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The Assassination of President Moïse: How Did We Get Here and What Lays Ahead for Haiti?

The Assassination of President Moïse: How Did We Get Here and What Lays Ahead for Haiti?

The Assassination of President Moïse: How Did We Get Here and What Lays Ahead for Haiti?

In the early hours of Wednesday morning, 7 July, Haitian President Jovenel Moïse was assassinated at his private residence in Pétion-Ville, near the nation’s capital of Port-Au-Prince. His wife, Martine Moïse, was also injured during the attack and flown to a hospital in Miami, Florida, to receive treatment. It is also reported that their children were at home during the attack, uninjured, and are now in a safe but classified location.

This news has shocked Haitians in the country and across the diaspora. The last assassination of a President occurred on 28 July 1915, with the murder of Jean Vilbrun Guillaume Sam. This occurred during a tumultuous period in Haitian history, where between 1886 to 1915, every single leader bar one was either overthrown or killed; the one who didn’t meet this same fate died in office near the close of their term. In fact, President Sam came to power because he led the coup that overthrew his predecessor, President Joseph Davilmar Theodore. The former was only in office for three months prior to his own elimination.

“The cycle of crisis after crisis during this period means that Haiti has never been given time to recover, pushing its economy and society to paper-thin limits”

Thus, the assassination last week did not happen in a vacuum. Much like the late nineteenth to the early twentieth century, there were confounding internal and external factors that had culminated in a climate of economic instability, political chaos, and social unrest that threatened its democratic institutions. Furthermore, environmental disasters such as the catastrophic 7.0 earthquake that hit the country in January 2010 less than 20 miles away from Port-au-Prince have proved devastating for the nation’s infrastructure. The climate catastrophe set the scene for a U.N. peacekeeping effort, which ultimately resulted in a Cholera epidemic that claimed the lives of thousands of people. Compounding Haiti’s woes was the category 5 Hurricane Matthew in 2016, which led to a complex humanitarian crisis, killing nearly 600 people and displacing tens of thousands from their homes. The cycle of crisis after crisis during this period means that Haiti has never been given time to recover, pushing its economy and society to paper-thin limits.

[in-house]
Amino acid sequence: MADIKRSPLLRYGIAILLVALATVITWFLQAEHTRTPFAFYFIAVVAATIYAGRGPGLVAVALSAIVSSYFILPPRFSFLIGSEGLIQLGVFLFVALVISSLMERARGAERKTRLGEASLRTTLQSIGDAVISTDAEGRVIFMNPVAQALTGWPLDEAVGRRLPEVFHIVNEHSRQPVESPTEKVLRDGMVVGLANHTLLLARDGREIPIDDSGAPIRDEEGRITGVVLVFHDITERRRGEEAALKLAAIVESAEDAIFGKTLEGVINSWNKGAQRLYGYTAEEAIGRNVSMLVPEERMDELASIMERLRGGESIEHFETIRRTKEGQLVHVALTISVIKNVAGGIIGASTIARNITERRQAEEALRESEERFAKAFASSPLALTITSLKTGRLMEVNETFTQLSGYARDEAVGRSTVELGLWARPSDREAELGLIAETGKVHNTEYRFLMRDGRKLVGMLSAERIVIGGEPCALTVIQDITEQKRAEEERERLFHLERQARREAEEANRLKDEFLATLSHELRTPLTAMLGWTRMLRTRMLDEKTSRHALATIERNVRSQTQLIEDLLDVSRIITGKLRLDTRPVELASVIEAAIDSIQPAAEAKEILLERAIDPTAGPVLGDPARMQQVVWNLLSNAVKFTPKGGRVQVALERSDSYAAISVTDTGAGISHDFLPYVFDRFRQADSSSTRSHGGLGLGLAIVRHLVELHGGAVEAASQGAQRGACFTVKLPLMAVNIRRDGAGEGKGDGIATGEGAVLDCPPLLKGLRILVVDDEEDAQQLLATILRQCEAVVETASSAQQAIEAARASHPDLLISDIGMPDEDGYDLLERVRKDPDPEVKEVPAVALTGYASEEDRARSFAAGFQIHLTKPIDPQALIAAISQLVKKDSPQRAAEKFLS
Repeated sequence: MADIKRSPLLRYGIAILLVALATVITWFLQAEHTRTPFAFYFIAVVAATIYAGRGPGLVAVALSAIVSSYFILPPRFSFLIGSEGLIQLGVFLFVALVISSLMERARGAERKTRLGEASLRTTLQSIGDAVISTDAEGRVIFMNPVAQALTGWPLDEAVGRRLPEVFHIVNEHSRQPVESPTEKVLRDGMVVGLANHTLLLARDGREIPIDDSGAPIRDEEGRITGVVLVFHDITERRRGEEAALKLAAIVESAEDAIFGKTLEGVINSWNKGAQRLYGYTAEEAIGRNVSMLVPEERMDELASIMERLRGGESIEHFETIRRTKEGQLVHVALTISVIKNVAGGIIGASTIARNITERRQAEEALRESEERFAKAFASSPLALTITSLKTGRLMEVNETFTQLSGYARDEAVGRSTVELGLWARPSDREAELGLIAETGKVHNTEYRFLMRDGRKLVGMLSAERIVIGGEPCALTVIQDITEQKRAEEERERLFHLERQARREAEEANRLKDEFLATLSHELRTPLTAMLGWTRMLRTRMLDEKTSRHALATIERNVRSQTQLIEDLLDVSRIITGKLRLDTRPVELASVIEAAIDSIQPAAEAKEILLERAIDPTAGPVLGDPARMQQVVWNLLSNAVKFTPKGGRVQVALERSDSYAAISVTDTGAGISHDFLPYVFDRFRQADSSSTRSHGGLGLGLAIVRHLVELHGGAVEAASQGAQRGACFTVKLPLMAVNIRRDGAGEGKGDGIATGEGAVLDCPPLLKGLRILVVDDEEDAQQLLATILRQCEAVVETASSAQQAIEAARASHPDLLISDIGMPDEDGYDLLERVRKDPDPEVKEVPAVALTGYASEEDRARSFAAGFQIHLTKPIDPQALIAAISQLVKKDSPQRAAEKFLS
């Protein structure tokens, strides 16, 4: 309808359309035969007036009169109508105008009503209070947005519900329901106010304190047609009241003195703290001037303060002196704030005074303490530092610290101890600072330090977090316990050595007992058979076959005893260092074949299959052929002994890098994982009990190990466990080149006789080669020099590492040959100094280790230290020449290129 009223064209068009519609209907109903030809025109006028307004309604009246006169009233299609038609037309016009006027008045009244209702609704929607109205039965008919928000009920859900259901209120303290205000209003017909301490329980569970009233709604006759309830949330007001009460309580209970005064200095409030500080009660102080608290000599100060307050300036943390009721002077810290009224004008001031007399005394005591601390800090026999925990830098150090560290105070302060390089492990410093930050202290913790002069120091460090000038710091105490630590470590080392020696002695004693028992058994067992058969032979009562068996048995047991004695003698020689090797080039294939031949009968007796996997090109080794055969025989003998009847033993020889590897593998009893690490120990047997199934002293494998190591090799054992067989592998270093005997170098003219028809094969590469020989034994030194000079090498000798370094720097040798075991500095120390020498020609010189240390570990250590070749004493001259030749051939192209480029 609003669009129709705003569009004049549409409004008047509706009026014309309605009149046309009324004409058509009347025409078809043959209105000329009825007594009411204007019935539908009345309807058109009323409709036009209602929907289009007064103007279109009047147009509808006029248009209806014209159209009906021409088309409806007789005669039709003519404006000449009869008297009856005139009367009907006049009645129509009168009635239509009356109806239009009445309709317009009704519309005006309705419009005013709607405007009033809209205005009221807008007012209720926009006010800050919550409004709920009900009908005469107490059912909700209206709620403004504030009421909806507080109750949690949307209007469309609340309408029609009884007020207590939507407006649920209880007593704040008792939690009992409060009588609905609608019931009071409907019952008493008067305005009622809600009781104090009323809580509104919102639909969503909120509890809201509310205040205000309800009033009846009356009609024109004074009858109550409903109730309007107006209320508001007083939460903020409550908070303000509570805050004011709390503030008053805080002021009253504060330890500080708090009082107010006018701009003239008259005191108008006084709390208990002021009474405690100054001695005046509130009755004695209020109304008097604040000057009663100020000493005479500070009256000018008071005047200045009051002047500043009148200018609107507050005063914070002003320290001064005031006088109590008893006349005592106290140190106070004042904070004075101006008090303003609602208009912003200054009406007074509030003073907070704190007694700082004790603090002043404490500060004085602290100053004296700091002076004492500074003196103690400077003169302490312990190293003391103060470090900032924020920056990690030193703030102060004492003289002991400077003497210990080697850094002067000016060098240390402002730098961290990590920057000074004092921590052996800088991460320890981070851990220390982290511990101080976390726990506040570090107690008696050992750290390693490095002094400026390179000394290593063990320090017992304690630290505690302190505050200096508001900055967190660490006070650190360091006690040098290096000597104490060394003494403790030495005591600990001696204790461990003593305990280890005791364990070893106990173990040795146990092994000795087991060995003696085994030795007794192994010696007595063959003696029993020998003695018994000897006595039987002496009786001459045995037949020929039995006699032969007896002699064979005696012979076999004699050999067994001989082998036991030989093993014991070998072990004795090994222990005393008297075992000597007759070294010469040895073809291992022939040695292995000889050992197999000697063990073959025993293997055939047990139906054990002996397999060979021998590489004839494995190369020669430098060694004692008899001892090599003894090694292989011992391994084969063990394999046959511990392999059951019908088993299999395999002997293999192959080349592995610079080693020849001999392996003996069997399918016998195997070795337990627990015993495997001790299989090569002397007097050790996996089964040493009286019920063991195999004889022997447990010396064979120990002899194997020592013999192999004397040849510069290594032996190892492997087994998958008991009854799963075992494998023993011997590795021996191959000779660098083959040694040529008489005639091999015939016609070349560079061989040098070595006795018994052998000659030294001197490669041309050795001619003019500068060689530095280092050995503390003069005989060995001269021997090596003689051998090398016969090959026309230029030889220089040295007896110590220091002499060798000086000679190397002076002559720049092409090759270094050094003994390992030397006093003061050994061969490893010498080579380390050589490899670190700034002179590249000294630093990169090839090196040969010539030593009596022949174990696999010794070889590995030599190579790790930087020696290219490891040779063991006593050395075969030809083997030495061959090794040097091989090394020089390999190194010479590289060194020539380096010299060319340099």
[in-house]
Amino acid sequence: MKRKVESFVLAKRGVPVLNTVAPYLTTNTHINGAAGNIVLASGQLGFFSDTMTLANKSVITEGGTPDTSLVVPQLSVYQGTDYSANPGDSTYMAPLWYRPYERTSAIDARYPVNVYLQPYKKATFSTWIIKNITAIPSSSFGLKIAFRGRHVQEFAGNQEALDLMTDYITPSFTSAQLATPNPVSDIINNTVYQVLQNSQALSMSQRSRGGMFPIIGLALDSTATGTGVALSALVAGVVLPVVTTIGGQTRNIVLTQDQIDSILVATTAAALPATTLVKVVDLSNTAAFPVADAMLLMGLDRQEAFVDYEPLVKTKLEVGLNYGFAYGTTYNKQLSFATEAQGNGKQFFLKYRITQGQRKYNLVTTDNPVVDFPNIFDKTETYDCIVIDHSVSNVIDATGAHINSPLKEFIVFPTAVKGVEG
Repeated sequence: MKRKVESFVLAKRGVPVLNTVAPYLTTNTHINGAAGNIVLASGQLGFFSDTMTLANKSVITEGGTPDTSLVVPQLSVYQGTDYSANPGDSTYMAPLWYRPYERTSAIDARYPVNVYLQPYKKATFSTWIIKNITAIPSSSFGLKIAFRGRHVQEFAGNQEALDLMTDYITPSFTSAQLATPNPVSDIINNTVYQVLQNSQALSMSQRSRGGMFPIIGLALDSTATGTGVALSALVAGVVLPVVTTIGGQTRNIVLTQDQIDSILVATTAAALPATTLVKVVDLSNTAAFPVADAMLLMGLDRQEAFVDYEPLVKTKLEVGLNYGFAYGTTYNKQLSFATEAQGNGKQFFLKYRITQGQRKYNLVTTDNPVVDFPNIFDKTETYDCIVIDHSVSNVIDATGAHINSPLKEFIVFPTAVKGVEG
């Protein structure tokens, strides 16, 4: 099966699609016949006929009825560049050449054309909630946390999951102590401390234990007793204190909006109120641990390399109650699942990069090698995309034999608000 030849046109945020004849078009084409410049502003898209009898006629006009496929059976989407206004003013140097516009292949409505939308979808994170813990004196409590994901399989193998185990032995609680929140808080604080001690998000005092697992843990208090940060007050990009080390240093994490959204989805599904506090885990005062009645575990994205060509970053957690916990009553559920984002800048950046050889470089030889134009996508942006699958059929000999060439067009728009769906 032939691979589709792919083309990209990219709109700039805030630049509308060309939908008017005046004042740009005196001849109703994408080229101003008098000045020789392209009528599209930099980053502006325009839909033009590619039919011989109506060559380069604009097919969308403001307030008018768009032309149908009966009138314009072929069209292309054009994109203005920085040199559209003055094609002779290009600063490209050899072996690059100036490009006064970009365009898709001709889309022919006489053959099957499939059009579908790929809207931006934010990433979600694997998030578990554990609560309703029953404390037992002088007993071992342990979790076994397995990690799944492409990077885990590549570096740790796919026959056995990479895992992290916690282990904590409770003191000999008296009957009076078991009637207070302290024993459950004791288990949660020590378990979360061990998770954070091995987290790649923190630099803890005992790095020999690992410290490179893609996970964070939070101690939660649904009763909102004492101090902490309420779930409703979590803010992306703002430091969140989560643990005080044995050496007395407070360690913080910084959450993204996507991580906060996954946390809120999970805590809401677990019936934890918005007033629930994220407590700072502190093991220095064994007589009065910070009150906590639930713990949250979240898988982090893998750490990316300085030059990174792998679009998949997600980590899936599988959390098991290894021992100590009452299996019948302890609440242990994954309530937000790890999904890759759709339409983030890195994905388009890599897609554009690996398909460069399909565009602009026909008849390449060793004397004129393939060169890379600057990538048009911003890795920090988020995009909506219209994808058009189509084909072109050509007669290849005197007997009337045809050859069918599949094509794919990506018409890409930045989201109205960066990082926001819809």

To further contextualise the murder of Moïse, we must look to his predecessor, Michel Joseph Martelly. Martelly ascended to the presidency in 2011 with a tiny fraction of the electorate’s support, heading the newly formed political party, Repons Peyizan, a centre-right populist faction. Before his political career, he was widely known as an entertainer who went by the stage name “Sweet Micky”. While in office, he even wrote and performed a song called Bal Bannan Nan (give her the banana) that is widely known to mock a highly respected Haitian female journalist, Liliane Pierre Paul. However, this song was also used to promote his candidate of choice, Jovenel Moïse, in 2016. As a Haitian-American, this situation parallels the rise of President Trump during the same era, a figure who was also known for his misogynistic tirades.

Martelly’s administration was flagged as authoritarian, as he delayed parliamentary elections and had been governing with a legislative branch that had one-third of its seats empty for more than half of his term. Haiti’s parliament stipulates a re-election of a third of its legislators every two years, so Martelly was purposely hindering voting to manufacture a form of absolute rule in the country. Accordingly, when it came to the elections of the second third of legislators, he delayed them again, ruling by decree. Martelly had openly expressed admiration for former dictators, such as the Duvalier family dictatorship, and is associated with right-wing fascist American and Spanish groups – the International Republican Institute (IRI) and Ostos & Sola. The former President also initiated the roadmap to the 2018 re-installation of the Haitian army, which had been disbanded in 1995 under President Aristide because of its long history of human rights abuse and terror.